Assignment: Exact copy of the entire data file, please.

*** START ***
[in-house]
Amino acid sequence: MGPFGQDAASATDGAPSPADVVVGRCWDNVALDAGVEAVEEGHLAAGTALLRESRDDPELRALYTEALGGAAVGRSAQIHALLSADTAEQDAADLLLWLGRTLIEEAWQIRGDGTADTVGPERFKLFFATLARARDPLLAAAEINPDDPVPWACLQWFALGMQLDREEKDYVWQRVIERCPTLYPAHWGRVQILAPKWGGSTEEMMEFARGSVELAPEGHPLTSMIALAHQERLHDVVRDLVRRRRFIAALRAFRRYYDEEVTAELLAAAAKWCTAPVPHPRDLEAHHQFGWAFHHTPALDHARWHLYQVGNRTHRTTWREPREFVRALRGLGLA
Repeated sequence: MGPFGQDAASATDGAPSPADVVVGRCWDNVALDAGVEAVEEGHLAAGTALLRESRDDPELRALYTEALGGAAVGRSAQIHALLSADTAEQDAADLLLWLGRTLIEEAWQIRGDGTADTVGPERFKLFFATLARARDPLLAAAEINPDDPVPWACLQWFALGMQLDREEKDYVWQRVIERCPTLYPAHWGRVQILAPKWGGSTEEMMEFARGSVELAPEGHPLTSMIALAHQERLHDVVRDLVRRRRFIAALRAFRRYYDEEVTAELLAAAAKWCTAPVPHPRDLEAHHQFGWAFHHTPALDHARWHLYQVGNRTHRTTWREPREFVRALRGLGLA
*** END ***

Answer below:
[in-house]
Amino acid sequence: MGPFGQDAASATDGAPSPADVVVGRCWDNVALDAGVEAVEEGHLAAGTALLRESRDDPELRALYTEALGGAAVGRSAQIHALLSADTAEQDAADLLLWLGRTLIEEAWQIRGDGTADTVGPERFKLFFATLARARDPLLAAAEINPDDPVPWACLQWFALGMQLDREEKDYVWQRVIERCPTLYPAHWGRVQILAPKWGGSTEEMMEFARGSVELAPEGHPLTSMIALAHQERLHDVVRDLVRRRRFIAALRAFRRYYDEEVTAELLAAAAKWCTAPVPHPRDLEAHHQFGWAFHHTPALDHARWHLYQVGNRTHRTTWREPREFVRALRGLGLA
Repeated sequence: MGPFGQDAASATDGAPSPADVVVGRCWDNVALDAGVEAVEEGHLAAGTALLRESRDDPELRALYTEALGGAAVGRSAQIHALLSADTAEQDAADLLLWLGRTLIEEAWQIRGDGTADTVGPERFKLFFATLARARDPLLAAAEINPDDPVPWACLQWFALGMQLDREEKDYVWQRVIERCPTLYPAHWGRVQILAPKWGGSTEEMMEFARGSVELAPEGHPLTSMIALAHQERLHDVVRDLVRRRRFIAALRAFRRYYDEEVTAELLAAAAKWCTAPVPHPRDLEAHHQFGWAFHHTPALDHARWHLYQVGNRTHRTTWREPREFVRALRGLGLA